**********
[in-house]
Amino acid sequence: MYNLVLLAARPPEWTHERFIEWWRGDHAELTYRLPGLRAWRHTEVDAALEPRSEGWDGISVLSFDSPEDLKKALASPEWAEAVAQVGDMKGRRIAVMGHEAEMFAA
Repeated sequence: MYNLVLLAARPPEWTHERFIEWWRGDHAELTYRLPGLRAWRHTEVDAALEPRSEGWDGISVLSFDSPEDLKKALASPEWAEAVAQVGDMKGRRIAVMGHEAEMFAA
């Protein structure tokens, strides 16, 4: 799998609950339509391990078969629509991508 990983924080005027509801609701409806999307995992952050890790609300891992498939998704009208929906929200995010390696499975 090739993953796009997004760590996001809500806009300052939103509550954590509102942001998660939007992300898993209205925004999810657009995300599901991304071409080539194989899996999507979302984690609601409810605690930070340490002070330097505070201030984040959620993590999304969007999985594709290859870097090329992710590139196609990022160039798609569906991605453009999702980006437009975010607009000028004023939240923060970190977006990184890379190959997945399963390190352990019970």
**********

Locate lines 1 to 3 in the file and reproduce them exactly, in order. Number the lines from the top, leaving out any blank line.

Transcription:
[in-house]
Amino acid sequence: MYNLVLLAARPPEWTHERFIEWWRGDHAELTYRLPGLRAWRHTEVDAALEPRSEGWDGISVLSFDSPEDLKKALASPEWAEAVAQVGDMKGRRIAVMGHEAEMFAA
Repeated sequence: MYNLVLLAARPPEWTHERFIEWWRGDHAELTYRLPGLRAWRHTEVDAALEPRSEGWDGISVLSFDSPEDLKKALASPEWAEAVAQVGDMKGRRIAVMGHEAEMFAA